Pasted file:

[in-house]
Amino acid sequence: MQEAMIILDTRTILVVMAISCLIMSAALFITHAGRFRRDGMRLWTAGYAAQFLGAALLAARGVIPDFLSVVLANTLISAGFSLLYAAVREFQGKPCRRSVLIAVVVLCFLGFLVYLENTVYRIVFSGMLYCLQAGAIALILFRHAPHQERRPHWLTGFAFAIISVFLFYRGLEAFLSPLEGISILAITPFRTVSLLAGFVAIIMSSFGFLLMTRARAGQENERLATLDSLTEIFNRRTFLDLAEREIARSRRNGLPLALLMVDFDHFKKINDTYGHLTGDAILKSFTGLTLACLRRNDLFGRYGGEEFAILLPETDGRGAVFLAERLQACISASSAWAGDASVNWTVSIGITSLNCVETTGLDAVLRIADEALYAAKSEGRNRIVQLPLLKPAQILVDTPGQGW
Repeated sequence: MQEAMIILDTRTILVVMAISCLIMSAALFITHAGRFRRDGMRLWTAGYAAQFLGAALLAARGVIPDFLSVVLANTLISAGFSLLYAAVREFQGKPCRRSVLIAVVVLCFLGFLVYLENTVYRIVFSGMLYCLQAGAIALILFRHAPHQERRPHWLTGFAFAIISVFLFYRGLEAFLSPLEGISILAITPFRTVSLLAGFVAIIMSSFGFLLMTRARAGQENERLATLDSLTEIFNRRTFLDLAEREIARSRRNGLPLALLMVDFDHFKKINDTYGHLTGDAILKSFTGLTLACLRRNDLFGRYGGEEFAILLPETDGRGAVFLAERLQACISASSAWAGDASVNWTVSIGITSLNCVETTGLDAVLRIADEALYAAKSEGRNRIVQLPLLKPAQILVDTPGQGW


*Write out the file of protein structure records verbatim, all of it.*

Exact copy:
[in-house]
Amino acid sequence: MQEAMIILDTRTILVVMAISCLIMSAALFITHAGRFRRDGMRLWTAGYAAQFLGAALLAARGVIPDFLSVVLANTLISAGFSLLYAAVREFQGKPCRRSVLIAVVVLCFLGFLVYLENTVYRIVFSGMLYCLQAGAIALILFRHAPHQERRPHWLTGFAFAIISVFLFYRGLEAFLSPLEGISILAITPFRTVSLLAGFVAIIMSSFGFLLMTRARAGQENERLATLDSLTEIFNRRTFLDLAEREIARSRRNGLPLALLMVDFDHFKKINDTYGHLTGDAILKSFTGLTLACLRRNDLFGRYGGEEFAILLPETDGRGAVFLAERLQACISASSAWAGDASVNWTVSIGITSLNCVETTGLDAVLRIADEALYAAKSEGRNRIVQLPLLKPAQILVDTPGQGW
Repeated sequence: MQEAMIILDTRTILVVMAISCLIMSAALFITHAGRFRRDGMRLWTAGYAAQFLGAALLAARGVIPDFLSVVLANTLISAGFSLLYAAVREFQGKPCRRSVLIAVVVLCFLGFLVYLENTVYRIVFSGMLYCLQAGAIALILFRHAPHQERRPHWLTGFAFAIISVFLFYRGLEAFLSPLEGISILAITPFRTVSLLAGFVAIIMSSFGFLLMTRARAGQENERLATLDSLTEIFNRRTFLDLAEREIARSRRNGLPLALLMVDFDHFKKINDTYGHLTGDAILKSFTGLTLACLRRNDLFGRYGGEEFAILLPETDGRGAVFLAERLQACISASSAWAGDASVNWTVSIGITSLNCVETTGLDAVLRIADEALYAAKSEGRNRIVQLPLLKPAQILVDTPGQGW